A second basic question: When you user 'super.f()', will Java go up the calling chain until it finds method 'f' (and report an err if none is found) or does it expect to find 'f' immediately at its very first parent?
Objects of that class are also objects of whatever type the class is named, and they are also objects of the Object type because everything ultimately extends Object. So in that case they have at least three different types which they can be applied to. There's no difference between Object and Comparable in this case; the class extends Object and implements Comparable but from the type point of view it doesn't matter whether the types are inherited or implemented.
Lets say we are engineering a new electronic device called a star-blaster... this device is used to save the world from incoming stars with the potential of crashing into Earth.
How will the user of this device interact with it? What is the interface?
We say that the user needs to enter some values stating the co-ordinates and distance then confirm using a button to initialize the laser beam... this abstract idea becomes the interface for any model of a star-blaster so we create it...
Application code for the interface
Now we create two distinct models using this interface...
Application code to control the first model:
Application code to control the second model:
During development we decide that we can configure the models in such a way that one can be selected to fire off based on the star size due to the power difference of the laser beam in the both... to achieve such a requirement you have to program the configuration to an interface and not a specific implementation as follows...
From this you see that we can choose an implementation at runtime causing dynamic behaviour....
The main point is an interface allows your code to be flexible in that a reference to an interface allows you to refer to any object implementing it without the objects belonging to the same family, whereas using a reference to specific type only allows you to reference objects of that specific type...
To create a system that is flexible
Dan Bromberg wrote:I'm looking for a heuristic explanation of how to think of an "interface" as a type.
I'm not sure that "heuristic" is the right term, but in most OO languages a type defines what something can do; and that's what interfaces are all about. They define methods, not implmentations.
Therefore, if I hand a class/method a List (java.util.List), I - and the method/class that gets it - knows that the object will have certain methods that operate in documented ways.
One possible way to think about is like a Car. I don't have to know how an internal combustion engine works, but I know that when I get into the drivers seat, there will be two or three pedals, a steering wheel, a gear shift, hopefully some mirrors, and an ignition key or starter. And if I get in any car, anywhere around the world, made by any manufacturer, I won't have to read a new manual to work out how to drive it. In programming terms, that makes a Car a type.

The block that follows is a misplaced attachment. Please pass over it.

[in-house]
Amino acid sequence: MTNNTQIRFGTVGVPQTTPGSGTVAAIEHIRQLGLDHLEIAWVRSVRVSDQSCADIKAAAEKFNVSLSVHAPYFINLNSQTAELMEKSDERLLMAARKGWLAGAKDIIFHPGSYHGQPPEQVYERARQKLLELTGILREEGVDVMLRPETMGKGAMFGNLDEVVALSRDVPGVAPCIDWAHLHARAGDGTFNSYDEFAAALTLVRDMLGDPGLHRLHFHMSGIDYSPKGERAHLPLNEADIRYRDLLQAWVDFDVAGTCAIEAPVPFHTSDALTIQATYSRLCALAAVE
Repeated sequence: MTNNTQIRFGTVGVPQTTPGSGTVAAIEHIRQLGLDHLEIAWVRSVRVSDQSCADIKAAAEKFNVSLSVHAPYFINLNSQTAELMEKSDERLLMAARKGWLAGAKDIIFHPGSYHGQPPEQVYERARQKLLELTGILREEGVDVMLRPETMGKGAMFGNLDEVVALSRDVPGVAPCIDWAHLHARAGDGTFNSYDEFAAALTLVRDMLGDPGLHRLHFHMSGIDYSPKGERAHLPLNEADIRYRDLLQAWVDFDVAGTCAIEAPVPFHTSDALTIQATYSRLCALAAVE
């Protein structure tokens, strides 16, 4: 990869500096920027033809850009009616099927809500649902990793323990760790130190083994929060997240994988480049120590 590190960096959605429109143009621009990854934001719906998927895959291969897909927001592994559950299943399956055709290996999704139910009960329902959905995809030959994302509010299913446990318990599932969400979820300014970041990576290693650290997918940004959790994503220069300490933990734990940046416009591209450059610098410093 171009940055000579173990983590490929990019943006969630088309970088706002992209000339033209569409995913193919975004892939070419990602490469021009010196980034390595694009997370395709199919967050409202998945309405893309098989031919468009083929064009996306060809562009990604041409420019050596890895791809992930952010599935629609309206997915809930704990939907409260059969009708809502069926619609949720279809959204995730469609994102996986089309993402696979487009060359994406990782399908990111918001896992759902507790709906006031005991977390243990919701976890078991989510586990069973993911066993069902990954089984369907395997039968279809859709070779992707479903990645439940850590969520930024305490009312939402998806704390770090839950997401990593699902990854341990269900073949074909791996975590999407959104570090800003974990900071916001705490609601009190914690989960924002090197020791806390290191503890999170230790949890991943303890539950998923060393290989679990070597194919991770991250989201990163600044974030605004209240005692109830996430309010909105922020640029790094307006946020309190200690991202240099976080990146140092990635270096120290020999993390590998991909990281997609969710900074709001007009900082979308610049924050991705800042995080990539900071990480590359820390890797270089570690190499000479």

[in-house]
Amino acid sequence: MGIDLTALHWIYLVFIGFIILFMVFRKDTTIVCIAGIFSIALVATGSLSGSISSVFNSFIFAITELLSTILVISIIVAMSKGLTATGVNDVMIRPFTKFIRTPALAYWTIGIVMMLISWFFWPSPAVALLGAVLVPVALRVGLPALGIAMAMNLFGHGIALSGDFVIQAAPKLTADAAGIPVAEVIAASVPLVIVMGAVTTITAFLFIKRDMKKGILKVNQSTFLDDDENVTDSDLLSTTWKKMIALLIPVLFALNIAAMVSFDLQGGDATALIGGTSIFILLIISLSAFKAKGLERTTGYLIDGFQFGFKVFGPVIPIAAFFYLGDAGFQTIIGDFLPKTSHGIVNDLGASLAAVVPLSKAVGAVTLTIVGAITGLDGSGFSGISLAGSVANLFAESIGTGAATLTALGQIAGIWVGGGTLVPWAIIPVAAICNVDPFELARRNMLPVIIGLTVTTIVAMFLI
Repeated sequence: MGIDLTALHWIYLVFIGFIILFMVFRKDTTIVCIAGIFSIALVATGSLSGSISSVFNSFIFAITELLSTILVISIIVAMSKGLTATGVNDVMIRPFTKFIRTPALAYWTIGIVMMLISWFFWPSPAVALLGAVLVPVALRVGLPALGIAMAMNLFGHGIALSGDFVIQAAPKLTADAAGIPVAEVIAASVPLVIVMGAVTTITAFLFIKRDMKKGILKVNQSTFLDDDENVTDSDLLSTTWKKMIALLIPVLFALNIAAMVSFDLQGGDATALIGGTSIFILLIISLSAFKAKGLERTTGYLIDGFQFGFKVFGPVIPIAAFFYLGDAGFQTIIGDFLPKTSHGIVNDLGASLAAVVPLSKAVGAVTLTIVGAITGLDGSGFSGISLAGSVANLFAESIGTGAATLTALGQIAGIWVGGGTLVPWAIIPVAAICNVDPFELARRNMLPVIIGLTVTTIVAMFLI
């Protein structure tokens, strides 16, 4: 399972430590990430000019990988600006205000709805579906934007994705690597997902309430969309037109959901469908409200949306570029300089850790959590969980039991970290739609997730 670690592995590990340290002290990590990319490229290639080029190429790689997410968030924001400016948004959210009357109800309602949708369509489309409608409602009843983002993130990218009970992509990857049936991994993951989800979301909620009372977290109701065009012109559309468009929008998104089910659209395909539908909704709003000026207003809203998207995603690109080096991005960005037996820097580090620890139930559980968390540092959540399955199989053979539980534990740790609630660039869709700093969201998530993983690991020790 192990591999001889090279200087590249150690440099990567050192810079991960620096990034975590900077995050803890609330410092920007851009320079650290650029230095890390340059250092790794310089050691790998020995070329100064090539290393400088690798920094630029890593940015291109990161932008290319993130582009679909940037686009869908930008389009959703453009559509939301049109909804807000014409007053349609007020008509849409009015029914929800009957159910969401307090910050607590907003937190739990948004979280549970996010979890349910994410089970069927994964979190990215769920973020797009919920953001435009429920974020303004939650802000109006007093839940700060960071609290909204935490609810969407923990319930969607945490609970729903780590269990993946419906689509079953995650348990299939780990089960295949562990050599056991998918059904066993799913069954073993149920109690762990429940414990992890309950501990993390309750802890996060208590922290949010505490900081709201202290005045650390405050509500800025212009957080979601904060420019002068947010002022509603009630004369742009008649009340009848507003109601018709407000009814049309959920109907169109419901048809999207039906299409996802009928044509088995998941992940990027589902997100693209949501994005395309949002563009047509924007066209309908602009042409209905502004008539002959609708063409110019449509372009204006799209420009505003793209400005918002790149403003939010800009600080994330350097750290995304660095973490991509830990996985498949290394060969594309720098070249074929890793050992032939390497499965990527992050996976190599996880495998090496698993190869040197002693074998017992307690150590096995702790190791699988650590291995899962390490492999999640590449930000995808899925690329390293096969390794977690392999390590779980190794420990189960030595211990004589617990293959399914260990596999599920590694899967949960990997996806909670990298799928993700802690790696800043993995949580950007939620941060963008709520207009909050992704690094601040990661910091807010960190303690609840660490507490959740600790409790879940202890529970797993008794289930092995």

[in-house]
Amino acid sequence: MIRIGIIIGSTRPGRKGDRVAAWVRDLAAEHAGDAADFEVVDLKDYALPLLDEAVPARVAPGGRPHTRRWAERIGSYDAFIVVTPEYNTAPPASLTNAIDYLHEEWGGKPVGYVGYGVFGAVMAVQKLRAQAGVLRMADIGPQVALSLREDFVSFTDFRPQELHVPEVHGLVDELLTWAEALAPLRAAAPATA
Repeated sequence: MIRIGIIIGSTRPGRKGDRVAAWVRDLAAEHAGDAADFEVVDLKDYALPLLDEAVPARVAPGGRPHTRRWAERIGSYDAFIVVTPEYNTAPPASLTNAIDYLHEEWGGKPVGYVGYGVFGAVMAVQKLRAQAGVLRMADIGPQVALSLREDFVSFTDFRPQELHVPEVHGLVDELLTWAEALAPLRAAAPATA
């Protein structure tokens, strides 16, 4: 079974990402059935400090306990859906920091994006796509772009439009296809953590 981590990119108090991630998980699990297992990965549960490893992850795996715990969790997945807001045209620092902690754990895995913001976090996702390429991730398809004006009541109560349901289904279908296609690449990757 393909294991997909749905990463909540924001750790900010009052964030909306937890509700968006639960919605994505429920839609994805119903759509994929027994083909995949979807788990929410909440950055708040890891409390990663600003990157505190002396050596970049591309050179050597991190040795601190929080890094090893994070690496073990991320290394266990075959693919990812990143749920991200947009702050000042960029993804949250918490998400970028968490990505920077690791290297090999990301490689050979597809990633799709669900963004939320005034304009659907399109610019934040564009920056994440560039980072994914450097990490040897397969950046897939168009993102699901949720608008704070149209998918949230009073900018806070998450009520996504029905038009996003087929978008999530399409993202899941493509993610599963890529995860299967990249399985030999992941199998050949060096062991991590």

Dan Bromberg wrote:I'm looking for a heuristic explanation of how to think of an "interface" as a type. I'm used to think of the 'type' of a class coming form its very definition but I often see casting to an interface which I still feel very uncomfortable about. I've never read a decent explanation as to why it makes sense to do so. Other than an interface, are there other unusual ways a 'type' may be referred to?
What makes a class a type (in Java)? The interface. The implementation can change, either by language features (in Java inheritance) or by patterns (composition, aggregation, strategy pattern...). Or it doesn't even exist, in abstract classes. An abstract class with methods only is still a class but basically not different from an interface in its distinct features (i.e. everything that differs from its superclass), it just restricts the inheritance to a fixed super type. A class is a type because it has an interface mangled into it. (My interpretation.) It is not the interface that is "unusually" extracted from some class. Some languages don't have the distinction between classes and interfaces. In Java it is quite important because interfaces allow multiple inheritance while classes do not.
In fact some frameworks heavily utilize this approach to reduce complexity and to decouple implementation and interface. When testing, working with Spring or Java EE you barely work with classes but mostly with interfaces. Most of the time you don't even know the specific class that is used at runtime. You still have the types that define what you can do with the objects.
Thinking of classes as the main or basic types often derives from learning them first when learning Java. But you somehow need to unlearn this. It was a simplification for learning the basics. It is less than helpful when diving deeper in. "coming from its very definition" is wrong (at least for Java), the definition of a class is not that a type is a class; a class is a type ("A class declaration specifies a new named reference type." - JLS), but it is not the only type and the definition of type is not "a class".
See the JLS:
* http://docs.oracle.com/javase/specs/jls/se7/html/jls-4.html#jls-4.12.6 Types, classes, and interfaces
* http://docs.oracle.com/javase/specs/jls/se7/html/jls-9.html Interfaces: "An interface declaration introduces a new reference type..."
Dan Bromberg wrote:A second basic question: When you user 'super.f()', will Java go up the calling chain until it finds method 'f' (and report an err if none is found) or does it expect to find 'f' immediately at its very first parent?
Java will not report an error if the method is not found because by the type of variable the compiler knows that such a method has to exist somewhere in the hierarchy. You couldn't compile the code if it wouldn't exist. It then uses the first implementation in the parent hierarchy.